[0043] While it is not practicable to use a polycapillary optical device alone to achieve a large optical gain for diffraction systems, it appears possible to use a combination of a polycapillary optical assembly together with one of the other known technologies to achieve a large optical gain having an acceptable beam characteristics. For example, if the capillary optical device were to focus the exit beam at the input focal point of a shaped grazing incidence mirror, the combined optical assembly could achieve the large optical gain of the polycapillary optical device together with the beam focusing or collimating capability of the shaped mirror.

[0044] FIG. 8 is a plan view of an x-ray optical assembly 100 suitable for x-ray diffraction crystallography, according to an embodiment of the present invention. The assembly 100 includes a combination of a polycapillary optical device 102 and a shaped grazing incidence mirror device 104. The purpose of the optical assembly 100 is to accept x-ray photons from an x-ray source 106 and to form and shape a high intensity x-ray beam 108 with appropriate characteristics to be used in certain systems, such as an x-ray crystallography diffraction system. As discussed above, the polycapillary x-ray optical devices and the shaped grazing incidence mirror devices have been developed in the prior art and exist at the present time, although redesigns of both devices are anticipated to optimize the characteristics of the integrated optical assembly 100 of the invention.

[0045] The optical device 102 includes a plurality of individual capillaries 110. The individual capillaries 110 receive the x-ray beam 108 from the source 106, and generate an exit x-ray beam 112 at an output of the device 102, in the manner as discussed above, which is focused at a focal point 114. The mirror device 104 has a cylindrical shaped outer surface in one embodiment, and a specially configured inner reflective surface depending on the particular application. The inner surface of the mirror 104 can be elliptical shaped to provide a slow converging beam, or parabolic shaped to provide a collimated beam, as is also discussed above. Other shapes may also be applicable. In an alternate embodiment, the mirror 104 can be any of the grazing incidence mirrors or the graded multilayer mirror discussed above. The mirror 104 is positioned relative to the focal point 114 so that the entrance aperture of the mirror 104 receives the beam 112 in a desirable manner. A beam 120 exiting the mirror 104 is directed through a monochromator 116 that filters the beam 120 to the desired wavelength. In those applications where the mirror 104 is a multilayer mirror, the monochromator 116 can be eliminated. The filtered beam 120 then impinges a sample 118 being analyzed. The detection and processing device of the crystallography system are not shown.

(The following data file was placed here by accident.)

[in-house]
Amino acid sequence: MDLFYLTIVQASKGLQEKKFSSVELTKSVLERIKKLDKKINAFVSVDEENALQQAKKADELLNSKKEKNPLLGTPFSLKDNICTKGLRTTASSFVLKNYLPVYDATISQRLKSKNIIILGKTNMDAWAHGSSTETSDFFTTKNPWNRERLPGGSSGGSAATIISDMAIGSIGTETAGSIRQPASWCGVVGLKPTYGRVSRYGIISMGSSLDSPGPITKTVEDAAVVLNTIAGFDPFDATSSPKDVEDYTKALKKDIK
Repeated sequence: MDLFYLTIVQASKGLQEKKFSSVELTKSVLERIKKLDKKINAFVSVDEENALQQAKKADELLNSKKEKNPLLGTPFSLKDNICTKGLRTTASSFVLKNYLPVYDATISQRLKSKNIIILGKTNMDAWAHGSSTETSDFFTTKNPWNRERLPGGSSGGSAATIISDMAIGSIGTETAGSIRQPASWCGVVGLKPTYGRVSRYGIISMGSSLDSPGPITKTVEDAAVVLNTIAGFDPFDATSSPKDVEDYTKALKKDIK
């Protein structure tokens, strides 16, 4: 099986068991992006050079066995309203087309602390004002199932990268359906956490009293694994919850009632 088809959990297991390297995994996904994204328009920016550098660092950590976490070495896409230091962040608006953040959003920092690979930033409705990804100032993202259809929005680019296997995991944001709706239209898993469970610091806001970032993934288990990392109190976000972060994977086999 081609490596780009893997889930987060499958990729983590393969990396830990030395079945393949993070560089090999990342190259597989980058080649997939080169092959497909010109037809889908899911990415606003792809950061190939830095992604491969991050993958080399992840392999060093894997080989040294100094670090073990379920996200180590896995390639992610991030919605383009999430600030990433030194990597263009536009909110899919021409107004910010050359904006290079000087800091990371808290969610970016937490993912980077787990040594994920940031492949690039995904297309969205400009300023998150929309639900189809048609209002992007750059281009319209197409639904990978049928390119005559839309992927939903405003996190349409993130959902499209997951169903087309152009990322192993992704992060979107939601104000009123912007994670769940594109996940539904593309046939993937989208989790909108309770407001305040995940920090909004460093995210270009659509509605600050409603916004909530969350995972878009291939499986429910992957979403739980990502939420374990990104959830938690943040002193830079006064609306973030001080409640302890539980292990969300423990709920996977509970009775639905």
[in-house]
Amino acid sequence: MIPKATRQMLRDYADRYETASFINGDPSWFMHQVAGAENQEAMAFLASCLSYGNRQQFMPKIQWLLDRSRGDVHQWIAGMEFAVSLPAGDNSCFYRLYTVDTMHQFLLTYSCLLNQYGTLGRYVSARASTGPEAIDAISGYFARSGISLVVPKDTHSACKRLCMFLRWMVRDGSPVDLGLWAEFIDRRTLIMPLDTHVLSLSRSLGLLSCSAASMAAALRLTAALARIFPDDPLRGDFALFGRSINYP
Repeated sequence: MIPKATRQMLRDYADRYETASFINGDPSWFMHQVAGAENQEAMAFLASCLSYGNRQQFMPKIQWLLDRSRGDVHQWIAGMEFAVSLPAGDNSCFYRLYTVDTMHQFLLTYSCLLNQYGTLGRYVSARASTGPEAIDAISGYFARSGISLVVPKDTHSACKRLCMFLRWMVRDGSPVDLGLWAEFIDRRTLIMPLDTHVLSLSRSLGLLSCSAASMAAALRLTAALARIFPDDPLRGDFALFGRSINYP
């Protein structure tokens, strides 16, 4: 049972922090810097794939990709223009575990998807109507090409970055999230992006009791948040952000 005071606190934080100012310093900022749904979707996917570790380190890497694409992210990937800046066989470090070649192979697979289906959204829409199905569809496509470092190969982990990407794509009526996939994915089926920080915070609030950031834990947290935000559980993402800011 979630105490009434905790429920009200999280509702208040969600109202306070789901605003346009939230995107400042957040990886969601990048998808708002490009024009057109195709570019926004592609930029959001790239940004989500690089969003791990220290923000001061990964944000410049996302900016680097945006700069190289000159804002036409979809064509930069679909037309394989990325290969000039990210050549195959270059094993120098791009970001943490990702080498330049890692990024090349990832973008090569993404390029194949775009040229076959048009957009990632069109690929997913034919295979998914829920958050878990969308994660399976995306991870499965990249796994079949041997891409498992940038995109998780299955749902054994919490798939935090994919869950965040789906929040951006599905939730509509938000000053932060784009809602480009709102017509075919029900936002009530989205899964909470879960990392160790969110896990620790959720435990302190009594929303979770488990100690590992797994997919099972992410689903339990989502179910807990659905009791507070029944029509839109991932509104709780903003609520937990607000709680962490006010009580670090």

[0046] Designing the optical assembly 100 of the invention involves optimizing the separate components for optical mating and physical assembly. Ideally, the intensity gain of the polycapillary optical device 102 is the intensity gain of the overall assembly 100 because the exit beam 112 from the polycapillary device 102 enters and is completely processed by the mirror device 104. This is not true in practice because the exit beam 112 has an inherent divergence of 3.5 milliradians (half-angle), so the mirror device 104 must be designed to accommodate the exit beam characteristics of the polycapillary device 102 as closely as possible.

[0047] As described above, the gain of the polycapillary device 102 is inherently high because the acceptance cone can be made very large by shaping and sizing this optical component. The shape and size of the polycapillary device 102 will be limited by forming the exit beam 112 to match the acceptance cone of the mirror device 104. Also, there are significant transmission losses within the polycapillary device 102 because of absorption within the material (usually glass) of the capillary walls around and between the individual capillaries 110, and there is absorption within the capillaries 110, principally due to surface roughness. The polycapillary optical design problem is to maximize its acceptance cone consistent with the characteristics of the mirror component, and then to choose the optimal size versus the number of capillaries 100 that fit within the resulting size and shape envelopes to minimize transmission losses through the device 102. Information from and coordination with a chosen polycapillary device supplier will be necessary for the design.